Charles Martin is a photographer, filmmaker, writer, and past chair of Comparative Literature at Queens College-City University of New York. His preface introduces the 1988 edition of the novel Úrsula, by Maria Firmina dos Reis, an Afro-Brazilian woman once overlooked but now celebrated as ground-breaking and importantly innovative. Martin’s photography is included in the collection of the Museum of Modern Art, and his solo exhibitions include Museu Histórico e Artístico do Maranhão (São Luís do Maranhão, Brazil), the Musée Public National d’Art Moderne et Contemporain (Algiers, Algeria), Musée de la Halle St. Pierre (Paris), Alice Austen House Museum (Staten Island, NY), June Kelly Gallery (NY), and the Yale Afro-American Cultural Center. A Google search of “Umaxxi” will take you to his sites of photography and video.

In this Q&A he shares fond memories of his time on campus and the impact of influential members of the Yale community. 

Why Yale?
My father, a graduate of Lincoln University, an Historically Black College in Oxford, Pennsylvania, whose graduates include Langston Hughes, was fond of saying, “If not Lincoln, then Yale is ok.”

What is your most enduring memory of your time at Yale? 
The 1972 concert at Woolsey Hall of the Duke Ellington Orchestra, which I saw as an undergraduate, was an event memorable not only for the amazing array of musicians onstage—including Charles Mingus—but also for the quick flight of most of them, mid-song, because of a bomb scare. After a general evacuation and a delay, the concert did go on.

As a graduate student, an enduring memory is of Dona Yolanda Umburanas-O'Donnell, the demanding teacher whose introductory Portuguese class met five days a week. Thanks to her, at the end of the year when I made my first trip to Brazil, I could speak the language well enough to be a delegate to a cultural congress in São Paulo, organized by Abdias Nascimento, Afro-Brazilian politician, painter, actor and activist.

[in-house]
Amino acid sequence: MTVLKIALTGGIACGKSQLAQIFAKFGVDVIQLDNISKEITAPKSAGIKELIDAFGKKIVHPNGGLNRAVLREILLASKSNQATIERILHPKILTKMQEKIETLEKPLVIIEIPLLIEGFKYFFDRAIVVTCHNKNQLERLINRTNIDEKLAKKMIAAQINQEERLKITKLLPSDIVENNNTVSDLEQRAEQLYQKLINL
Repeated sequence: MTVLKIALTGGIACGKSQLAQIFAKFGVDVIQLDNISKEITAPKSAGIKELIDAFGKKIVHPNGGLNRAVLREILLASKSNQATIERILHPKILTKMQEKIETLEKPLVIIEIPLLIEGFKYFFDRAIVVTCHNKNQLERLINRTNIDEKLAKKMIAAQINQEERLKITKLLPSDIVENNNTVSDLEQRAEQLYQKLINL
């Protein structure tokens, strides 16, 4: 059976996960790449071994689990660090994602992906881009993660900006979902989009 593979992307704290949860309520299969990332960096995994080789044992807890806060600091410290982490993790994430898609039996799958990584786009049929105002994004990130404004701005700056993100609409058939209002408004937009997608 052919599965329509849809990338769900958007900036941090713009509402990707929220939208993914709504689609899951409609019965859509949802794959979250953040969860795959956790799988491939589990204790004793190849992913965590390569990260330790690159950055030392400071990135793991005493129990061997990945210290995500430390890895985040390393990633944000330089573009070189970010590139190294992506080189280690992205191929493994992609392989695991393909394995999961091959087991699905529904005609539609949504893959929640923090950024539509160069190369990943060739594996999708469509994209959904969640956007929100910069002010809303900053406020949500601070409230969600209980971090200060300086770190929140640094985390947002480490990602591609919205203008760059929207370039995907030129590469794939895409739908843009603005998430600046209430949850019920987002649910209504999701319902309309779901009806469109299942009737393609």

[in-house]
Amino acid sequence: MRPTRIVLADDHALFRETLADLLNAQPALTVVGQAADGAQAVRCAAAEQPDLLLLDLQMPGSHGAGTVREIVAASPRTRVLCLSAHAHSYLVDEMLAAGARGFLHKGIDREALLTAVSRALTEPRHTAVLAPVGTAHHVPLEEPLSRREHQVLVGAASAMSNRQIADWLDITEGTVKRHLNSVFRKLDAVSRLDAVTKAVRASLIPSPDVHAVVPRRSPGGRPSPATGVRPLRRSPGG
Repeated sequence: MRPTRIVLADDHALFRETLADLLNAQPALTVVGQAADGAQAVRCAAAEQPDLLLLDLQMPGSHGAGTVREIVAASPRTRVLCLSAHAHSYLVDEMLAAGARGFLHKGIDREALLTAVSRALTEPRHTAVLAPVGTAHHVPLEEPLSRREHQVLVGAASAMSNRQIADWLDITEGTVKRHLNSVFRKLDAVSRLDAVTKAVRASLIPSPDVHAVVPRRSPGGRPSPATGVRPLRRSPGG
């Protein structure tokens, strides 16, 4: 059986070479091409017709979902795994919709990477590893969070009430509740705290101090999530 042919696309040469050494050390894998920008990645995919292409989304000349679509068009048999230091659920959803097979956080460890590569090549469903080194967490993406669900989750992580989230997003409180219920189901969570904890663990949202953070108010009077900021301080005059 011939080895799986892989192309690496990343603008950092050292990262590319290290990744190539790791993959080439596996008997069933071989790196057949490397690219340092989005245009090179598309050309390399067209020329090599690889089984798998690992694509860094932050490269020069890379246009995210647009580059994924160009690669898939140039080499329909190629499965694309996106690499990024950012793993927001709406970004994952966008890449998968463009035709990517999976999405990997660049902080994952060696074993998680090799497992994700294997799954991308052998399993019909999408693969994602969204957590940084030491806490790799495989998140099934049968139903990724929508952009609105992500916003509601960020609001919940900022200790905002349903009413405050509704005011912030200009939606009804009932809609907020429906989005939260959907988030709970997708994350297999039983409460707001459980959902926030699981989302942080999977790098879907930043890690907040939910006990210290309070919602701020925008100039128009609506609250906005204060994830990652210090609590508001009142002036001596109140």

If you could relive your time at Yale, what would you do differently?
It would have been good to have taken some business courses to have begun to understand something about economics.

What is your favorite spot on campus?
My favorite spots were, as an undergraduate, Hendrie Hall, the rehearsal space of the Yale Concert Band, in which I was part of the percussion section; and, as a grad student, Sterling Library.

What's your favorite pizza place in New Haven?
Naples Pizza.

Who is another Yalie who inspires you? Why?
Charles Martin photoHenry Louis Gates, Jr., who was a class ahead of me was a friend who came to my jazz band’s concerts and, a few years after graduation, convinced me I should come to grad school—where he was teaching in the Department of Afro-American Studies—and work towards an advanced degree. In Afro-Am I started Portuguese and seriously applied myself to photography before moving to the Department of Spanish and Portuguese, which led to teaching literature.

How did your time at Yale shape the person you are today?
A tremendous influence—both as an undergraduate and graduate student, was Emir Rodríguez Monegal. His love of reading and research were guides to my becoming a newspaper reporter, working at learning Portuguese, and throwing myself into research.

What advice would you give to current students?
Become comfortable in at least a second language and with the camera.

How would you answer? Share your responses with the YAA and they might be featured in an upcoming edition of "Getting to Know You." 

And be sure to check out all the Q&As in the series by visiting our Getting to Know You page.

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